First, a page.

I have been surprised. I felt like we were going to be successful, but we’re way ahead of where I thought we were going to be. The program guarantees $300,000 in new annualized billing within the first 24 months, and we have a realistic chance of hitting that within 12 months if not sooner.
Wow, plus we are heading into the best time of year to sell these services. Heading into and during tax season is the best possible time, the best is yet to come!
Yes, this is why I hired another staff accountant just this last week [laughs.]
As we discussed, you know better than most to prepare for the storm before it hits. Where do you go from here? What is your end goal with the practice?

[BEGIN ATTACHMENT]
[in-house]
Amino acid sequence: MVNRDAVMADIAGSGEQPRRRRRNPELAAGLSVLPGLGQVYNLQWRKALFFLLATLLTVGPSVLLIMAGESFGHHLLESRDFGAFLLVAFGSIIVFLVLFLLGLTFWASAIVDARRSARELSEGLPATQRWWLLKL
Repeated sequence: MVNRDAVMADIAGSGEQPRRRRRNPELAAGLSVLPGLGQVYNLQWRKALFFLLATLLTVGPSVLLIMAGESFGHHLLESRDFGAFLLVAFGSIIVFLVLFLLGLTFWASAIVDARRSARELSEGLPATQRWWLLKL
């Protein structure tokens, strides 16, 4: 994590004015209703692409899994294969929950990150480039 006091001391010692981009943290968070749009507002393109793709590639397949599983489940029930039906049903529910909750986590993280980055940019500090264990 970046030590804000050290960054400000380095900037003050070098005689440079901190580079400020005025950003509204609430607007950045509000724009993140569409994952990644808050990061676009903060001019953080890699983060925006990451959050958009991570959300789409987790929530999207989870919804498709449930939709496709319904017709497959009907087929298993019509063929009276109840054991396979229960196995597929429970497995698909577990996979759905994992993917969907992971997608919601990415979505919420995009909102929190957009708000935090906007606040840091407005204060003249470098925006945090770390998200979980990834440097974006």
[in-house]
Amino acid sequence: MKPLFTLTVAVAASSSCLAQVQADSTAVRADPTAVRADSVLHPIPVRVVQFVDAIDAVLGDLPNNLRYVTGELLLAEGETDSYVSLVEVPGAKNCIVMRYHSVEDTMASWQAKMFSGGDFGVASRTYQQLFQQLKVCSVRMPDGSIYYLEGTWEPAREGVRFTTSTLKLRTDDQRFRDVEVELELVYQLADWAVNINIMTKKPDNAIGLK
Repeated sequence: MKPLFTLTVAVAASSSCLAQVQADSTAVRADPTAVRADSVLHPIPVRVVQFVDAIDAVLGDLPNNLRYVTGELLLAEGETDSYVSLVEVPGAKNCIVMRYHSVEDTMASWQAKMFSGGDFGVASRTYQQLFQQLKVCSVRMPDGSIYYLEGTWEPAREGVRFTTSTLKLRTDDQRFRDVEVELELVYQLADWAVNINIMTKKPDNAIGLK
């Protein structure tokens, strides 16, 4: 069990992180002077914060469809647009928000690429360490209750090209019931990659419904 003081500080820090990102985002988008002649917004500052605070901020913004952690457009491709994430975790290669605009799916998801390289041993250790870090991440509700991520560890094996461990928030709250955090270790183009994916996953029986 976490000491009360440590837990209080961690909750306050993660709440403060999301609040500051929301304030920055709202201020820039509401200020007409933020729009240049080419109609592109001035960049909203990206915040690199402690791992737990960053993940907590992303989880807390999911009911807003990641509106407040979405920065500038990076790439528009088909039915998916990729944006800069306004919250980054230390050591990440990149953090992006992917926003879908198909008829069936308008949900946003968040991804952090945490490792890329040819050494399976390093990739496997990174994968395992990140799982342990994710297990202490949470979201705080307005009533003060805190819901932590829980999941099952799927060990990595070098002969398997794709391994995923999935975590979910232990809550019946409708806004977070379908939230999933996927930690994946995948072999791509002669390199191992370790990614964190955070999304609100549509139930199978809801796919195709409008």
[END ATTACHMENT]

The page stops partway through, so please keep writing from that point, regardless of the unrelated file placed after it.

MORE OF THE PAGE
I’m committed to run the program and grow the practice as big as it will get. As for long-term goals, I think technology has brought our profession to a point where time and distance are less and less relevant. Just look at where we are right now. We’ve already generated $140,000 and I’ve invested about $70,000 into the marketing program which is a 50% discount to the market, so you can clearly grow an accounting practice for much less money than you can buy one, as NCI indicates in a straightforward way on their website. The marketing plan is transportable, so I think the future of using the NCI model and taking it to the next level. The delivery of services in our industry will be similar to that of the mortgage industry, where you have origination offices from which you can go into another market and open up an office there and put a CSR to work. You’d have to have somebody onsite that can speak accounting, but the majority of the work would be processed at a headquarters-type office, where you can manage the workflow. I’m of the mindset that you’re either a growing firm or a dying firm, and we want to keep on being a growing firm.